But it is honestly hard to tell where GDPR will go. The aspects of it that seem most demanding, we are already in compliance with internally because of existing Italian privacy law. But all laws have two levels — the level of what is written and the level of application. So, probably, we will have to wait for the law to be applied to understand which aspects will change.
Privacy by design is a very good example of this. The GDPR requires privacy by design. We already do privacy by design. It is not really requested by the law now, but we do it anyway. Will our way of doing privacy by design be good enough for regulators? I don’t know. We have to wait.
Michele Rivieri is Security Officer at Cedacri, overseeing all security issues. He is also the acting Privacy Officer at Cedacri, making him a hub for all information security and privacy operations within the group. We spoke with Michele to get an understanding of the cyber-security priorities at a company that specialises in IT.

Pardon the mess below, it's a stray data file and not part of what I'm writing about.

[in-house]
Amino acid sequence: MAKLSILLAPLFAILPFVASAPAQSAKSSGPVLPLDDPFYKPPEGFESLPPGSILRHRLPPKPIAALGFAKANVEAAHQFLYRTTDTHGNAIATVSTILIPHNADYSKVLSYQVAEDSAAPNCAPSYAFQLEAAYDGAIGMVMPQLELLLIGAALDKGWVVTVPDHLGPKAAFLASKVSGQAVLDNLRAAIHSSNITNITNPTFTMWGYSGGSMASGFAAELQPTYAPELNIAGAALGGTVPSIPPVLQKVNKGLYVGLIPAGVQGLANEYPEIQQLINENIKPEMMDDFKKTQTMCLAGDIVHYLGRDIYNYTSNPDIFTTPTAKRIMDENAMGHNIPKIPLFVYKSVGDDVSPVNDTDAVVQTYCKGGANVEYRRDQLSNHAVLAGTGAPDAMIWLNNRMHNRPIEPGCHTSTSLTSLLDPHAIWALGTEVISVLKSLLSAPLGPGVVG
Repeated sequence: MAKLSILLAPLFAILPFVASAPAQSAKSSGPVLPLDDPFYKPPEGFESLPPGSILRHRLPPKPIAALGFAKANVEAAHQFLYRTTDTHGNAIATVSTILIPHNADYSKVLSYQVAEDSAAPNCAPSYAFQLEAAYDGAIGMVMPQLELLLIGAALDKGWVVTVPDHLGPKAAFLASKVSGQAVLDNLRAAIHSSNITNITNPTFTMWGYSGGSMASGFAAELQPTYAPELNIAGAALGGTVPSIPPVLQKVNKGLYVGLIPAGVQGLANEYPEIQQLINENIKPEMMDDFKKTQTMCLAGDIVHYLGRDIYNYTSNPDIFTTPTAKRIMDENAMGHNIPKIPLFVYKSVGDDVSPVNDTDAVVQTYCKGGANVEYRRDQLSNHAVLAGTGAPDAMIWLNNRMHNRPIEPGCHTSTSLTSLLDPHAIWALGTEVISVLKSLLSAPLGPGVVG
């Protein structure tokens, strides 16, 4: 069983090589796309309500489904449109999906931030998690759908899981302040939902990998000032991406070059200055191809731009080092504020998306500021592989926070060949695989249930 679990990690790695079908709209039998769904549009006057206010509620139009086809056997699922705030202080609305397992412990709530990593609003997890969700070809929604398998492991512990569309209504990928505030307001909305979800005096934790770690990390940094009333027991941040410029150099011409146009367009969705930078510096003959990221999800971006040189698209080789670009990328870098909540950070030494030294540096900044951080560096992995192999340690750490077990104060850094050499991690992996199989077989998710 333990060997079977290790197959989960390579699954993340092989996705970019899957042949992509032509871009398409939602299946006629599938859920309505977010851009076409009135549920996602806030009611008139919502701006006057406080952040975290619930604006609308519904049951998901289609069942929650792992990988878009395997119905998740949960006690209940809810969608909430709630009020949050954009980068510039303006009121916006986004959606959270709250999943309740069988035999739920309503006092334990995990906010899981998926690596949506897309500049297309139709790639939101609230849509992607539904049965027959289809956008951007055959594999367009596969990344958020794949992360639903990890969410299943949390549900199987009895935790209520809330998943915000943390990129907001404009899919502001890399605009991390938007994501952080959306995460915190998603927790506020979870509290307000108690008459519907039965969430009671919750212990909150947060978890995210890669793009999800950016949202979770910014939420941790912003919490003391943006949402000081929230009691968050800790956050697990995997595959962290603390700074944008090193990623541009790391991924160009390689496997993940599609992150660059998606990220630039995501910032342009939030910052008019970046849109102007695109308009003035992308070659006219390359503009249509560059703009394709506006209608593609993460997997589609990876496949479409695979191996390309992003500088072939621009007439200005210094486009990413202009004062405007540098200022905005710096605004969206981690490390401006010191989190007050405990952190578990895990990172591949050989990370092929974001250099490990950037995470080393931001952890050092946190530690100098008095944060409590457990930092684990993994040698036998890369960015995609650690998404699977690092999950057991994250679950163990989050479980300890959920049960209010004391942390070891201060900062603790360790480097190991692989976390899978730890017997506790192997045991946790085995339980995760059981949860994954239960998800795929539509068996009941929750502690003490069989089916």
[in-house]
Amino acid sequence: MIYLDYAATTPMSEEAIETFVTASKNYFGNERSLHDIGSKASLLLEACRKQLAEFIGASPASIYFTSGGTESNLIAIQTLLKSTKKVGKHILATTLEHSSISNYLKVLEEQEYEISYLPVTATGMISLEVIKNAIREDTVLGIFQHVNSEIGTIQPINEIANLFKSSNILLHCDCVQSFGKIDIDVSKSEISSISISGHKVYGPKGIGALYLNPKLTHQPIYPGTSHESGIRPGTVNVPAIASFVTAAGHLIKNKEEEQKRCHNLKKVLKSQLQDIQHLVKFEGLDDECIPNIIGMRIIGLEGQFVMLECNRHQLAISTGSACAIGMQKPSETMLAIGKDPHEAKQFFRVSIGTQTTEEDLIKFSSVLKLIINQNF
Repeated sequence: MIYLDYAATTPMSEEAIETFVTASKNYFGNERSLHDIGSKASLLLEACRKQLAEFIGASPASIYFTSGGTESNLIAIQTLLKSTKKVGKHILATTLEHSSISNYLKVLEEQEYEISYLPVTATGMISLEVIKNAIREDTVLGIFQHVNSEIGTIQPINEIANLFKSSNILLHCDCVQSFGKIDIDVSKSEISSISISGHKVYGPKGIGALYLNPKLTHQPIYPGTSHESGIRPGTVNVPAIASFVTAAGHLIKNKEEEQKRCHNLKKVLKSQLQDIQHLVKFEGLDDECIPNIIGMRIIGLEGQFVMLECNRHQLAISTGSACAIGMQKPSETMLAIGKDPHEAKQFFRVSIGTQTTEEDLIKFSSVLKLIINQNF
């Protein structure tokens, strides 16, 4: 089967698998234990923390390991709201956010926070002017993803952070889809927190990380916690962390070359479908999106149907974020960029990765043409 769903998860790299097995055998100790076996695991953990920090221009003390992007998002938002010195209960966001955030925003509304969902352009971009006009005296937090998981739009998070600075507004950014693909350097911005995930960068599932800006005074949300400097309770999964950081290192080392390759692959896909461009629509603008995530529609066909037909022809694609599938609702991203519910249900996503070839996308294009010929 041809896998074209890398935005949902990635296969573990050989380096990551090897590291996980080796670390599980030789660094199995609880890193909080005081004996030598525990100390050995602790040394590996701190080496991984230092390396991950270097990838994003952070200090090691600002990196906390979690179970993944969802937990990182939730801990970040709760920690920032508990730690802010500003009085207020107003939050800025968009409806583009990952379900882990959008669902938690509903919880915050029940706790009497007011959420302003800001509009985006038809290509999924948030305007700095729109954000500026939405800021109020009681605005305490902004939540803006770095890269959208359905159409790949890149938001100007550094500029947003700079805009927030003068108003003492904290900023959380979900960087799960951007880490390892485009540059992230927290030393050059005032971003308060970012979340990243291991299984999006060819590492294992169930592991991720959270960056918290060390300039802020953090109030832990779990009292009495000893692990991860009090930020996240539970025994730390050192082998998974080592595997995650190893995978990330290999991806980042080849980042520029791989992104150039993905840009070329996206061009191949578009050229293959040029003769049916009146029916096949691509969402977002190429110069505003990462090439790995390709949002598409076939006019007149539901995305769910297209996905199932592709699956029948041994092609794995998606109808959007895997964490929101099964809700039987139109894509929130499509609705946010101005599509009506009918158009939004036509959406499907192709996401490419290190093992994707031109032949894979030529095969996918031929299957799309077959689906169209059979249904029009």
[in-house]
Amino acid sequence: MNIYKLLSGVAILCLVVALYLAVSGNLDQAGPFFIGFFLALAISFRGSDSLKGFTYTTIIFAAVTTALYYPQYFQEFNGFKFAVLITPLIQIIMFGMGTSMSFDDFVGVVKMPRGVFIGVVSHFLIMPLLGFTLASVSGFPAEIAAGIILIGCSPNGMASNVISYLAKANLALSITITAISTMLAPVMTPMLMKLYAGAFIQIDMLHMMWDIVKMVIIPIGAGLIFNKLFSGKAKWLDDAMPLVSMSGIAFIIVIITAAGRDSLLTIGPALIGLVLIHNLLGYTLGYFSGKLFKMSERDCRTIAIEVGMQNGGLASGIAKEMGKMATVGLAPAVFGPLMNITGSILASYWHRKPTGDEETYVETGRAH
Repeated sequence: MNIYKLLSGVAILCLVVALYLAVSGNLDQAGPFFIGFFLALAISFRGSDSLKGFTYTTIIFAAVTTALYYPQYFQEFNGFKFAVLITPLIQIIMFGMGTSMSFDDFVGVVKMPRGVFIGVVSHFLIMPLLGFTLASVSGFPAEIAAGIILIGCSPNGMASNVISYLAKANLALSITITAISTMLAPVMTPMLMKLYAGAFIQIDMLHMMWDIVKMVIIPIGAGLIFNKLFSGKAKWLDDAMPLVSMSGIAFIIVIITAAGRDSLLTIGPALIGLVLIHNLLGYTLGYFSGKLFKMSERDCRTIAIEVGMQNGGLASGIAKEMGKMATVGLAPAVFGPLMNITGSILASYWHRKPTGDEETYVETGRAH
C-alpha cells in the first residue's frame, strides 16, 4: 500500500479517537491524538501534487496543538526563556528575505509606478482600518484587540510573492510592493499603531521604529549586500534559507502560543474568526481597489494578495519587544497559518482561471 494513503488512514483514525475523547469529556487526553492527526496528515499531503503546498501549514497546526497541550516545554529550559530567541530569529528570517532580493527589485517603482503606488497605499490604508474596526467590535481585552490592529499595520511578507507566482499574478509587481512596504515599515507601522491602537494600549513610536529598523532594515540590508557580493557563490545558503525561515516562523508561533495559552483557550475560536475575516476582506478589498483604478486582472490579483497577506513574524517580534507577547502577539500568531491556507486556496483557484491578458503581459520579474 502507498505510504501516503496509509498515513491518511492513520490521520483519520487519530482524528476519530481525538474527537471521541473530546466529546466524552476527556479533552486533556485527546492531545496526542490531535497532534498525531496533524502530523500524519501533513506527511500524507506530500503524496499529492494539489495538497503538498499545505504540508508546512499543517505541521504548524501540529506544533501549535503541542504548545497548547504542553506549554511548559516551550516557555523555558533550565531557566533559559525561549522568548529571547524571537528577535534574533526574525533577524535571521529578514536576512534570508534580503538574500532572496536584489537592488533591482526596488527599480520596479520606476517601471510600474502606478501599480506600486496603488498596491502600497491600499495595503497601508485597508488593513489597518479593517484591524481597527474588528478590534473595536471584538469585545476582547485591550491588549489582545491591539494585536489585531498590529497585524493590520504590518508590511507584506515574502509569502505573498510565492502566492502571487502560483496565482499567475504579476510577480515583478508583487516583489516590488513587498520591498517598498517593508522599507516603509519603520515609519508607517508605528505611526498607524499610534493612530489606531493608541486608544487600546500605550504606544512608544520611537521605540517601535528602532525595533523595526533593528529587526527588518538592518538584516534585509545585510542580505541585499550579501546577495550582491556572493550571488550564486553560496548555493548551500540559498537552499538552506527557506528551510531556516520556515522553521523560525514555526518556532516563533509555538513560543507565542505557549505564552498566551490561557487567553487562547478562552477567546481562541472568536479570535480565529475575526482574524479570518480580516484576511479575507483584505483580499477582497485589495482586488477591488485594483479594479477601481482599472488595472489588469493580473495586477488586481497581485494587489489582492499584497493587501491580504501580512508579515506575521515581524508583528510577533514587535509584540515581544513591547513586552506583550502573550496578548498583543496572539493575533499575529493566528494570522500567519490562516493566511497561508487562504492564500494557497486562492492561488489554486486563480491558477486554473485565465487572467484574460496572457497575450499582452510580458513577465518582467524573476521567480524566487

Cedacri supplies financial institutions and industrial companies with software and business process outsourcing solutions. It has held the leading position in the Italian market for the last thirty years. Publically, it is not a well-known company, but their services enable a market share of Italian financial services that would make Cedacri the fourth largest national bank. This is in addition to offering facility management services to a wide range of companies.
Part of THE GDPR AND THE GLOBAL DATA PROTECTION HORIZON series